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This chapter is from the book

Panning in the Stereo Field

Another aspect of mixing is panning. You can use the multipurpose fader to pan the audio of a track so that it comes out the left speaker only, the right speaker only, or anywhere in between. Making use of the pan feature adds interest to the mix; in some cases, panning adds realism to the project.

NEW TERM

Panning  Recording engineers call the process of placing the audio across the stereo field panning. In ACID (as with most traditional mixing boards), when you adjust the panning, the total amount of signal always stays constant. In other words, if you pan all the way to the left ("hard left"), the left channel contains all the audio signal. This is important because it explains why panning a track sometimes causes the Master to peak above 0dB even though the evenly panned track caused no problems.

Click the multipurpose fader label on the last track and choose Pan from the drop-down menu. Notice that all the tracks now show the pan setting. Click and drag the pan fader all the way to the left to direct the audio to the left speaker. Drag it all the way to the right to place it in the right speaker. As you drag the fader, notice that the information on the multipurpose fader label updates as well. For instance, drag the slider to the left until you see the readout display 80%. This means that 80% of the signal will come out the left speaker and 20% will be directed to the right speaker. Double-click the slider to reset the fader to the center position.

A Handy Indicator

See the rectangular slot that guides each fader? Let's call it the fader slot. You might have noticed earlier that when you adjust the volume fader, the area in the fader slot to the left (or bottom in a fader that moves up and down) of the fader is darker than the area to the right (or top.) This shading simply indicates the current distance between -Inf and the current fader position. Although some of us find that to be a neat, but not particularly useful feature, the pan fader is a different story.

In Figure 3.7, notice that, when you adjust the panning of a track, the dark area of the fader slot grows from the center instead of the left edge as it does with volume faders. This serves as a good visual reminder of just how far off center you have panned that particular track, and allows you to quickly scan your Track List to see where all the tracks fall within the stereo field.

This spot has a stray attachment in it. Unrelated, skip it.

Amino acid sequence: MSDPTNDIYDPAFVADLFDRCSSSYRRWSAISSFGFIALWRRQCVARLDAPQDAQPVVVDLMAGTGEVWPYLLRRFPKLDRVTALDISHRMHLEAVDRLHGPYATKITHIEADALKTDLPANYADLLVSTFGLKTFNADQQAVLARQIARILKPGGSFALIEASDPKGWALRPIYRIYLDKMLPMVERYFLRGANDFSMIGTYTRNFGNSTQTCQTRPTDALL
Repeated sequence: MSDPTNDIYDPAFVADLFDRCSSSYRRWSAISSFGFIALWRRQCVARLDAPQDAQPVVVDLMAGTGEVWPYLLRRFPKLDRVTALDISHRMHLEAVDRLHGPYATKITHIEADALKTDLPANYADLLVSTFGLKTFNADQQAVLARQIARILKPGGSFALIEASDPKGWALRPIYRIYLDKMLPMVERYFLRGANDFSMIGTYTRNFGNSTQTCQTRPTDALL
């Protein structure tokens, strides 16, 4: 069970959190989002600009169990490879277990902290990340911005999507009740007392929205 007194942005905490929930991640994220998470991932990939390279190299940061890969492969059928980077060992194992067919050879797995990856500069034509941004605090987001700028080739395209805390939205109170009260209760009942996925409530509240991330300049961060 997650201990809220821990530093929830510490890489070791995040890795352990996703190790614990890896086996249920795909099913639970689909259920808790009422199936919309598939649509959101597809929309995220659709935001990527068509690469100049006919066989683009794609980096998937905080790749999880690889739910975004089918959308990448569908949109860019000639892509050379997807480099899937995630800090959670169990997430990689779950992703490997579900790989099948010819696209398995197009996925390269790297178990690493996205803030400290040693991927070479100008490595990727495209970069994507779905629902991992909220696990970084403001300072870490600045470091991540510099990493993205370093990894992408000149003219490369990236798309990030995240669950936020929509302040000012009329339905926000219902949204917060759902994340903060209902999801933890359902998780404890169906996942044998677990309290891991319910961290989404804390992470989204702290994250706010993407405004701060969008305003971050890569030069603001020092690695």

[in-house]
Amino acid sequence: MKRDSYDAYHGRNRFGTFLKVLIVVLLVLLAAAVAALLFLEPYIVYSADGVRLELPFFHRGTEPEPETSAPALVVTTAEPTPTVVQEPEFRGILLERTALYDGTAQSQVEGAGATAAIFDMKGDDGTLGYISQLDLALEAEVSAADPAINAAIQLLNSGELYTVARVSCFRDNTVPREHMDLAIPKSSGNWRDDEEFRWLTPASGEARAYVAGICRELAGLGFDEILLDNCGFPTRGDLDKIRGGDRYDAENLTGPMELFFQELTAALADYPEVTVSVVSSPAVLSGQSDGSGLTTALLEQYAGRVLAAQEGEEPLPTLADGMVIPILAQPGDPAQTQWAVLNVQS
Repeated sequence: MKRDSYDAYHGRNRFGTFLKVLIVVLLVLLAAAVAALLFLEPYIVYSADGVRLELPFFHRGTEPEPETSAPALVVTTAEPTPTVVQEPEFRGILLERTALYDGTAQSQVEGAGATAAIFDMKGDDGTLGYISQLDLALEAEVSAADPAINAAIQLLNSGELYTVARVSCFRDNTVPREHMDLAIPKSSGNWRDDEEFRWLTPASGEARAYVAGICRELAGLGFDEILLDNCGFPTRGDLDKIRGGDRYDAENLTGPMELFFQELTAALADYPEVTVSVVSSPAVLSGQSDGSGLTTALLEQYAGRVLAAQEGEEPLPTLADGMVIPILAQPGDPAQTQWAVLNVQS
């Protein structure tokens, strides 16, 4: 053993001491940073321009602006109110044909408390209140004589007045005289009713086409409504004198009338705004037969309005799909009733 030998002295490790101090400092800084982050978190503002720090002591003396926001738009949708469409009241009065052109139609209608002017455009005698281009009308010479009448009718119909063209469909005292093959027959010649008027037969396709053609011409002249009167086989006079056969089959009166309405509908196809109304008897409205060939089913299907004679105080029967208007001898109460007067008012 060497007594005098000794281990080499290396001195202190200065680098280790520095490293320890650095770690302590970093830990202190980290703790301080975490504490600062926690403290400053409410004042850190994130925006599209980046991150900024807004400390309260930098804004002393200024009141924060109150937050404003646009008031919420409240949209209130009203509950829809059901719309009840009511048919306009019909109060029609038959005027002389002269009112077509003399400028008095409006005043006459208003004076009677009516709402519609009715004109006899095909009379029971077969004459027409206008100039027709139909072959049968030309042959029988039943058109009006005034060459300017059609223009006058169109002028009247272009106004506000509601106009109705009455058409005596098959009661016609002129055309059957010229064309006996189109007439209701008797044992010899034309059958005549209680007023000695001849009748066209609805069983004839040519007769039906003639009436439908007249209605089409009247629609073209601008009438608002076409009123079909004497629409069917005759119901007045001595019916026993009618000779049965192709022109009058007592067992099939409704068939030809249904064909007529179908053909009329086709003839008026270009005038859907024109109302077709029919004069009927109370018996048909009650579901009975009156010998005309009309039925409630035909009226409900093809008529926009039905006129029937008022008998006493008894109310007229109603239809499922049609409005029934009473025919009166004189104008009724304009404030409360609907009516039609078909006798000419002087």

Figure 3.7 The gray shading beneath the pan faders give you a quick visual of the panning for each track.

CAUTION

For the pan feature to work, you must be sure that your hardware is set up correctly. For instance, if you pan the audio right and you hear it in the left speaker, you might want to check that your speakers are properly connected and placed. If you are using an outboard mixer, check whether the pan control on the mixer is set correctly.

Solo and Mute

When mixing, there will be times you need to concentrate on a single track, for example when you are adding an effect. It might be difficult to hear the results with all the other tracks playing as well. This is a perfect opportunity to use the Solo button. When you click the Solo button on a Track Header, you simultaneously mute all other tracks. Click the Solo button again to hear the full mix again. The Solo button is a great way to concentrate on just one track, and then quickly compare how it sounds mixed in with the rest of the tracks.

You can solo more than one track at a time. For instance, if you have three tracks of horns, you might want to first hear how they are blending with each other before you hear how they sound in the full mix. Select all three of the horn tracks and click the Solo button for any of the tracks in the group; all the tracks in the group are soloed. Click any of the Solo buttons again, and you're back to the full mix. Pretty slick.

The Mute button simply takes the selected track temporarily out of the mix. Just as you can with the Solo button, you can mute more than one track at a time. If you want to hear what the mix would sound like without a particular track, click the Mute button. Click it again to un-mute the track.

Another function the Mute button provides relates to the Render As process. If you render an ACID project to a mixed file (as discussed during Hour 17, "Creating Mixed Audio and Video Files"), any tracks that are muted will not be included in the final mixed file. This is a good way to create an alternate mix without having to delete the unwanted tracks.

There is a lot more to mixing than simply adjusting track volume and panning. Effects, track envelopes, and event envelopes all play a part in the final mix. All these topics are covered in detail later in the book.

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